In this Issue DTC Wine Symposium: Save the Date! Wine Institute and Compli Launch New Compliance Website New Website in Works for Free the Grapes Legislative Updates: 2018 Sessions in...
2016 has proven to be a very busy and successful year for winery-to-consumer direct shipping, and there’s a lot of planning underway already for 2017! The 44 states that allow winery shipments account for 94% of the US population, but there are more grapes to be freed.
DTC WINE SYMPOSIUM 2017: REGISTER AND SAVE
The 10th annual summit on DTC marketing and sales is presented by, and a fundraiser for, Free the Grapes! and is the group’s primary source of funds for all the work done in states like NJ, PA, AZ and others to help build the DTC marketplace.
Here’s what you need to know this month:
- Register soon. Save $55 by registering before December 7 for the 2-day ticket. Outside Napa or Sonoma? You’re not alone. In 2016, registrants represented 14 states and 4 countries; 14% were CEOs/Owners and 67% were DTC, club, tasting room or marketing managers.
- Want to speak on a panel? See the RFP here. The Steering Committee is narrowing in on speakers right now so act fast. Moderators and panelists are being added to the website.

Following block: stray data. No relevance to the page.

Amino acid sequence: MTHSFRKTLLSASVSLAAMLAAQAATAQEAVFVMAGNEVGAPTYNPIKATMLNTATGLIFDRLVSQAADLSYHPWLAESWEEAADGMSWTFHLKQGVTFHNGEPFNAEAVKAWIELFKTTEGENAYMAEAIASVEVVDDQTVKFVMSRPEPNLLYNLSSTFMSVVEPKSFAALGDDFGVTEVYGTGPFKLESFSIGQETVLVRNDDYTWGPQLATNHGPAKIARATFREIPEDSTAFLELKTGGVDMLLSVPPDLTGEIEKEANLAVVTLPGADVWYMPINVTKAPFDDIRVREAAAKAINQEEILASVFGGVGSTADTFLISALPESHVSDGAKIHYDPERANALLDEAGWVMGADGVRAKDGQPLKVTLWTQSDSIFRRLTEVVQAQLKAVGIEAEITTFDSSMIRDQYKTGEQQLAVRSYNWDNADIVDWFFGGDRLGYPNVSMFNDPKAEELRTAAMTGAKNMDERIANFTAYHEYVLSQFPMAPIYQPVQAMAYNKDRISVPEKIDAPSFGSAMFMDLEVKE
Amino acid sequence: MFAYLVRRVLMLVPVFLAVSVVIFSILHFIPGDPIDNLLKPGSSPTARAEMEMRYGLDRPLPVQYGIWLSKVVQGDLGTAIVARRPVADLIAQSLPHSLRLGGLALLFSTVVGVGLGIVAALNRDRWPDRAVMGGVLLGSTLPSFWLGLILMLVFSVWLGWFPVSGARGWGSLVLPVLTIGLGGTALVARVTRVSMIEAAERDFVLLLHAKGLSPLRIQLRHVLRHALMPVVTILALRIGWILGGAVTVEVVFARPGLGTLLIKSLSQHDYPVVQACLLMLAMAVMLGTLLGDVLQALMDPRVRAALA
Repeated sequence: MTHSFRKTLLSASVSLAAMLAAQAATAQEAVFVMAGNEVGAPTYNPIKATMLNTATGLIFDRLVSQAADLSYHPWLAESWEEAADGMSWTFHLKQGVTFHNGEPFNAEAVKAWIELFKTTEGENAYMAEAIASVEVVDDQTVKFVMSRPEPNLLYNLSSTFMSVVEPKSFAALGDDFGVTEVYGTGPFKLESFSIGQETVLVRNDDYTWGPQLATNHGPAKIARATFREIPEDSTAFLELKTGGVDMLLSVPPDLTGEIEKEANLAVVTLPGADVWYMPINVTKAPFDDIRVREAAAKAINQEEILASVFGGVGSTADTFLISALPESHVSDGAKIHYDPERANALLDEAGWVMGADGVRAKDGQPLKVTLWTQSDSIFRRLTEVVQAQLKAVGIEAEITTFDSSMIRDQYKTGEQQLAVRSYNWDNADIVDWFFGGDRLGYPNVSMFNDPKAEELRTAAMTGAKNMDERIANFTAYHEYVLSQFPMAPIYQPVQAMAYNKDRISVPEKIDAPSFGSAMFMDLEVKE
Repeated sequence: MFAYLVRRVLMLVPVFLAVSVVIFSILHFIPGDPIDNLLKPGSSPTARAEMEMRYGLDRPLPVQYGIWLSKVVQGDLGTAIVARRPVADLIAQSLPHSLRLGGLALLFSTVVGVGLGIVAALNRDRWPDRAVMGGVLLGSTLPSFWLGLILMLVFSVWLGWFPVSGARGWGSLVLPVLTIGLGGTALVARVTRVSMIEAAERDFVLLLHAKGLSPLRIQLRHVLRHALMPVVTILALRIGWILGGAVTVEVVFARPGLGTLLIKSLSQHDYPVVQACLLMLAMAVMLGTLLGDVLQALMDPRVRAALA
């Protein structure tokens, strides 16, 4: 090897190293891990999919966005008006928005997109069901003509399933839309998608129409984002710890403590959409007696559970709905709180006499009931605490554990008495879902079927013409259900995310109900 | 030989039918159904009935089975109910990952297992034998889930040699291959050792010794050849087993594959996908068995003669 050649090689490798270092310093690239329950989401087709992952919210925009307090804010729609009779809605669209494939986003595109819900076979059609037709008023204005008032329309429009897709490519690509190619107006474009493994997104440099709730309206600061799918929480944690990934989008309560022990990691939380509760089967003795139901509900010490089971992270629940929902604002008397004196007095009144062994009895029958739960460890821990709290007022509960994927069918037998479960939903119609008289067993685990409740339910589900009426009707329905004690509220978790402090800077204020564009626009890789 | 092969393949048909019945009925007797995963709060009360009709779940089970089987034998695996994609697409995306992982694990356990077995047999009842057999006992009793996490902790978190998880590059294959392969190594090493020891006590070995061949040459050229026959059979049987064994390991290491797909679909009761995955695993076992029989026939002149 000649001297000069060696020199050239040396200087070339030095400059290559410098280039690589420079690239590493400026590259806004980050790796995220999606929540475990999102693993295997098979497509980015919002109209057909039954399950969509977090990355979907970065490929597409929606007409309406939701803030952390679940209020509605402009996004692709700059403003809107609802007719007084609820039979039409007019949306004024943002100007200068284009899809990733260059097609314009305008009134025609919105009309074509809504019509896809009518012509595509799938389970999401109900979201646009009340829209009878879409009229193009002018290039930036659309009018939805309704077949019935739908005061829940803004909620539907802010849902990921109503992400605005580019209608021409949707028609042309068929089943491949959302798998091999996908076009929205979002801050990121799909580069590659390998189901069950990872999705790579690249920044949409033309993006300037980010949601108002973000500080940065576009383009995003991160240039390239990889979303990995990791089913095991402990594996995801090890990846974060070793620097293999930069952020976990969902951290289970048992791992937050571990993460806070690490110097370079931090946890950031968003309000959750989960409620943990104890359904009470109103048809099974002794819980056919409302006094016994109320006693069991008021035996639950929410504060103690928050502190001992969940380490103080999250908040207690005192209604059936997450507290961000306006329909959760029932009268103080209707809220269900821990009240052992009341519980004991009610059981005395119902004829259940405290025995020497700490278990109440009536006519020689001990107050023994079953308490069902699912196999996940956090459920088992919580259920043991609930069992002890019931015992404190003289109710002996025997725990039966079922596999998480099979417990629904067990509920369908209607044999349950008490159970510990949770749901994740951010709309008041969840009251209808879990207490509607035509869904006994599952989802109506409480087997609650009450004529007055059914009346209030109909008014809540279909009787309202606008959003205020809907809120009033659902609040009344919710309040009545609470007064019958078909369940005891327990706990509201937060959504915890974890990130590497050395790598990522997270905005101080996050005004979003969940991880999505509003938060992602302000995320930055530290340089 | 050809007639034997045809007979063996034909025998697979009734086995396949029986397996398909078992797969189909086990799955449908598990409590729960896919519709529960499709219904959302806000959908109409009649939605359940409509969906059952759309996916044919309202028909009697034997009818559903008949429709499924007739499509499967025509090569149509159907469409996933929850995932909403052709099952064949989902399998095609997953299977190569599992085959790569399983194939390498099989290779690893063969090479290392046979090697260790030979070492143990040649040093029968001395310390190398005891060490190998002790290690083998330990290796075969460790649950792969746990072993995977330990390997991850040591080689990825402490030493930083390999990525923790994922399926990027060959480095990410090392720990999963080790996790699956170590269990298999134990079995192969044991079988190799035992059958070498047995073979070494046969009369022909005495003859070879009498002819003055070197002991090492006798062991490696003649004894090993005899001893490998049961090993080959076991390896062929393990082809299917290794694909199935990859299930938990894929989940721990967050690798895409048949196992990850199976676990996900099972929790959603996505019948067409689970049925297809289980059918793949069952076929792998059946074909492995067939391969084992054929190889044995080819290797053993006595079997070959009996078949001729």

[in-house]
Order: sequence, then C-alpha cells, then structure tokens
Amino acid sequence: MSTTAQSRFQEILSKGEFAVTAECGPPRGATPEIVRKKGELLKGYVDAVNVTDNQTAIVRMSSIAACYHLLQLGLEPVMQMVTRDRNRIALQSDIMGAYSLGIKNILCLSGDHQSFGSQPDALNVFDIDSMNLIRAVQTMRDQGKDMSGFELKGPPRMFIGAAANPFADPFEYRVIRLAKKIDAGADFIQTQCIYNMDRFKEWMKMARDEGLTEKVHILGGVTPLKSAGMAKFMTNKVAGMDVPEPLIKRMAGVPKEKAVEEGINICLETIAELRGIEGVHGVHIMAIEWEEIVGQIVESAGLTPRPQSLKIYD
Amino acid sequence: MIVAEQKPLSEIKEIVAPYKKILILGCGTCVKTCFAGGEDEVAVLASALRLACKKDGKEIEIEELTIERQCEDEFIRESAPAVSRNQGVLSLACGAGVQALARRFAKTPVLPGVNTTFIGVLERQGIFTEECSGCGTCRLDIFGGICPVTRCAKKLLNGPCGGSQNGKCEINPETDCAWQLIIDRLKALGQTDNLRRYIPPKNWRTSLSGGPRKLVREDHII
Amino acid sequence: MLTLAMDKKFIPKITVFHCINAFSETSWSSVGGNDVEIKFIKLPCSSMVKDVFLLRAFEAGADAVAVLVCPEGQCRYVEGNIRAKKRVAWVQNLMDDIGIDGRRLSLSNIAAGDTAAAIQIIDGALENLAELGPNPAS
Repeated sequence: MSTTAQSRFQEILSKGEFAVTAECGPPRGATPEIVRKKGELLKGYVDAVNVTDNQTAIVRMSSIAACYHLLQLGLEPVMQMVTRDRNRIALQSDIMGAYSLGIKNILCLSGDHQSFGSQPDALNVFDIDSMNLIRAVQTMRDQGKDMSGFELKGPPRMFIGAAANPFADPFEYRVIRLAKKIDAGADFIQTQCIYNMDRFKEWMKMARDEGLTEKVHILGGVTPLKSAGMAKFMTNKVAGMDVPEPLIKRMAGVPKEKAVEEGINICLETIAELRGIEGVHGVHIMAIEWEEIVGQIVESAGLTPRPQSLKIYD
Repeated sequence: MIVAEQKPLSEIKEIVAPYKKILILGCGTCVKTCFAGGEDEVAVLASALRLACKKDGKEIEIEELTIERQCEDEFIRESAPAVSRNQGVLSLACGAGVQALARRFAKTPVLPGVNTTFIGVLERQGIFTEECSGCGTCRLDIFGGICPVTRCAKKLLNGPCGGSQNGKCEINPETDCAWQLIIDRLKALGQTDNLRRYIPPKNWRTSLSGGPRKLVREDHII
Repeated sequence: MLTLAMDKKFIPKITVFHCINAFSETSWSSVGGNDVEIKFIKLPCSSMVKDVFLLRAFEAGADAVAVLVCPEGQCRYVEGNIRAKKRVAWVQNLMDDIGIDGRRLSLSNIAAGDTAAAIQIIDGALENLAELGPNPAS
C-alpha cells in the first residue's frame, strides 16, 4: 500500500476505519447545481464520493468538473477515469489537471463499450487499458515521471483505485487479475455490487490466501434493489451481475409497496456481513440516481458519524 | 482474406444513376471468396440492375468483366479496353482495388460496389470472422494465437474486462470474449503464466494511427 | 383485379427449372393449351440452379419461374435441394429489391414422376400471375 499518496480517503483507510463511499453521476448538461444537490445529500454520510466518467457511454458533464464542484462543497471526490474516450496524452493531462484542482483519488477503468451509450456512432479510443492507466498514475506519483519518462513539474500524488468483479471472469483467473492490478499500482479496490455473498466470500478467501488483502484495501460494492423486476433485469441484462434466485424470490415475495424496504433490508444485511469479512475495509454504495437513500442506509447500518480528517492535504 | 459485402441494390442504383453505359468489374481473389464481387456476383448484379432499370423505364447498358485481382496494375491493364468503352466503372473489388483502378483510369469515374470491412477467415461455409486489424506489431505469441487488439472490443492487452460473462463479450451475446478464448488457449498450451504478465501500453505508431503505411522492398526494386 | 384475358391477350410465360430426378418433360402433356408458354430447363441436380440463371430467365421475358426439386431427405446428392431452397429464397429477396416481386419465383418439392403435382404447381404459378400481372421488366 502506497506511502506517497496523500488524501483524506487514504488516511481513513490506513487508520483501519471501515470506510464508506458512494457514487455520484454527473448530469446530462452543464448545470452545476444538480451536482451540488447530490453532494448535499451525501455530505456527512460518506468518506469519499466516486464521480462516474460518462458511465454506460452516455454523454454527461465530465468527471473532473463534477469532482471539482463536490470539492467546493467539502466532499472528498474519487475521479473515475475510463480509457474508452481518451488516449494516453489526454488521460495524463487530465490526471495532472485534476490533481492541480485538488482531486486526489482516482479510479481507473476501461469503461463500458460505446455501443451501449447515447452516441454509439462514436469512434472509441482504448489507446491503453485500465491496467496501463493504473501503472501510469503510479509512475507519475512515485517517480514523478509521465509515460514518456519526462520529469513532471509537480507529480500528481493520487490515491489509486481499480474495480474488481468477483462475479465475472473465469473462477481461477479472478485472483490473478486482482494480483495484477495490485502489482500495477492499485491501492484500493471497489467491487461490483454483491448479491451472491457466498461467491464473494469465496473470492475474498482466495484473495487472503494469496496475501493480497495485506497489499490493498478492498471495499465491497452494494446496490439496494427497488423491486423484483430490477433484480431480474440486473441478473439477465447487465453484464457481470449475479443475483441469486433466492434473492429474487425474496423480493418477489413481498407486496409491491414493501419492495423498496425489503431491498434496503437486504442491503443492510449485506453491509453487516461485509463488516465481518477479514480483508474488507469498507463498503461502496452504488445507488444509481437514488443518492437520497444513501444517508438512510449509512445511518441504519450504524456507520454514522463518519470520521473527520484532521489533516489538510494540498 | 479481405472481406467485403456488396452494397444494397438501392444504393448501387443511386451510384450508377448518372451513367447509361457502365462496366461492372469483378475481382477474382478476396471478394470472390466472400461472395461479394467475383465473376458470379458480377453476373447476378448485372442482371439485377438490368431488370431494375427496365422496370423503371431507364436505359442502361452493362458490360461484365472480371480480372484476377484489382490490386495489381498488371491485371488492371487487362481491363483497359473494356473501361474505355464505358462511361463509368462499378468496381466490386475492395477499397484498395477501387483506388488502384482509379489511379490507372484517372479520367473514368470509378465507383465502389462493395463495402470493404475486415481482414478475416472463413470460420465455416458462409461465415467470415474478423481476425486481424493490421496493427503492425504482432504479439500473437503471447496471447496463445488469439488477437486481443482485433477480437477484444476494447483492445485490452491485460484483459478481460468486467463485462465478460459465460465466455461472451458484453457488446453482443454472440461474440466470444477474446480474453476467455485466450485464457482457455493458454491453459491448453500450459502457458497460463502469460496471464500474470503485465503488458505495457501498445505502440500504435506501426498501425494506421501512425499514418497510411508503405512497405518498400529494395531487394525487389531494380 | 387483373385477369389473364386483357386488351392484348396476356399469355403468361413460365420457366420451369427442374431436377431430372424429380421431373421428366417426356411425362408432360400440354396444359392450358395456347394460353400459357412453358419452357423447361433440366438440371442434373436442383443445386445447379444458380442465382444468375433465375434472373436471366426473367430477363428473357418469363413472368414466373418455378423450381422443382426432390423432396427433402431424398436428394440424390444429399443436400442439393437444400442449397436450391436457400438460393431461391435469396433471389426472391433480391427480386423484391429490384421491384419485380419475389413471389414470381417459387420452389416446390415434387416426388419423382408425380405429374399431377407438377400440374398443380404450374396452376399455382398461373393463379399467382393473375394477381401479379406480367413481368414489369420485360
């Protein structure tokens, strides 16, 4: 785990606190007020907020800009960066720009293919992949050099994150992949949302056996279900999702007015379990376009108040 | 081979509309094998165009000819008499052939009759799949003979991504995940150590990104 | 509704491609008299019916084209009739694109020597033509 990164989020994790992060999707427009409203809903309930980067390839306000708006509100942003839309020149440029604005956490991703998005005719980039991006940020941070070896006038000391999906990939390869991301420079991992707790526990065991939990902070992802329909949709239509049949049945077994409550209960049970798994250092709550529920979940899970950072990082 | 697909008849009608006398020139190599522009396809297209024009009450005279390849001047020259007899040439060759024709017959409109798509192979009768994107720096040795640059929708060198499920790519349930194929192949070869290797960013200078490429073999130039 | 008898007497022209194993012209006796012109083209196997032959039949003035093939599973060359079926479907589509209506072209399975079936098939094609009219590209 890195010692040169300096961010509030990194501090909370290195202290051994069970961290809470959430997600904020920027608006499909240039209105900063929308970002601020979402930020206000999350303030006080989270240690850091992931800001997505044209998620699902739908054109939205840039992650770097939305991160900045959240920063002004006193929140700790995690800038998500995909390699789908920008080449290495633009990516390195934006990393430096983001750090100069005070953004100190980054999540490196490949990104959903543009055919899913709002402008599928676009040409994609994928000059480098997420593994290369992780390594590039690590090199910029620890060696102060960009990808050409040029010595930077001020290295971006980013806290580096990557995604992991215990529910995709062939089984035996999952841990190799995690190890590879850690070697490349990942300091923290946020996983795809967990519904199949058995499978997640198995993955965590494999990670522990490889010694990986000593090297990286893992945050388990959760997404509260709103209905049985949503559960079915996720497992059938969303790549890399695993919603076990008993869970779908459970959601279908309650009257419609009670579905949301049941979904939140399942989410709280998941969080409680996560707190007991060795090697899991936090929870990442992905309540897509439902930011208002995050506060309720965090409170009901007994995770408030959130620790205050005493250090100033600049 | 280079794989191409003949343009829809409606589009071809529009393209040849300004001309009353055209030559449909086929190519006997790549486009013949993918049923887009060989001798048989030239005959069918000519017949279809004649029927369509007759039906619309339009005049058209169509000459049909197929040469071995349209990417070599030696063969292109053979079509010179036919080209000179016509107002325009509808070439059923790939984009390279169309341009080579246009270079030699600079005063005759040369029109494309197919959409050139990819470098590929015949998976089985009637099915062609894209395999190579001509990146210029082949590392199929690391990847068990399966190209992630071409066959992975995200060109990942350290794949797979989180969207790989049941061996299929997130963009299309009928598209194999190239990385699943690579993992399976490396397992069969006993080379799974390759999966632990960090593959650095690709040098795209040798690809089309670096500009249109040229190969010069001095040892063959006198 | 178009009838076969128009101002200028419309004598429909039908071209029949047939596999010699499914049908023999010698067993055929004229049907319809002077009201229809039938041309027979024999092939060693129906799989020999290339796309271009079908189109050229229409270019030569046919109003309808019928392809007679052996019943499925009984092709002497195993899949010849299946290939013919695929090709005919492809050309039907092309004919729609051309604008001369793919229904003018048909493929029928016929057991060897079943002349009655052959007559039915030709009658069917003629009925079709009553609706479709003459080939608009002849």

- Keynotes are getting lined up. As previous reported, Lulie Halstead, CEO, Wine Intelligence, will reprise her 2014 presentation on global consumer trends, one of the most popular speakers in the past 9 symposia.
- Trade sponsor slots are selling quickly. Sponsors – new and returning – are planning exciting demos and new service introductions at the Trade Show. More on this soon.
The DTC Wine Symposium will be held January 11-12, 2017 at the Hilton Concord Hotel in Concord, California. Speaker and topic information is being updated on www.dtcwinesymposium.com.
YTD LEGISLATIVE HIGHLIGHTS: BIG WINS and BIG PLANS
Pennsylvania becomes 44th State for Winery DTC
After years of work, PA passed a DTC bill and started processing winery licenses in August. According to PennLive.com, 184 wineries had received their PA shipping permits as of September 4. You can read a summary and get links to forms on Wine Institute’s Direct Shipping page. Pennsylvania was the largest of the seven states that continued to ban winery shipments.
Arizona removes capacity cap for mid-sized brands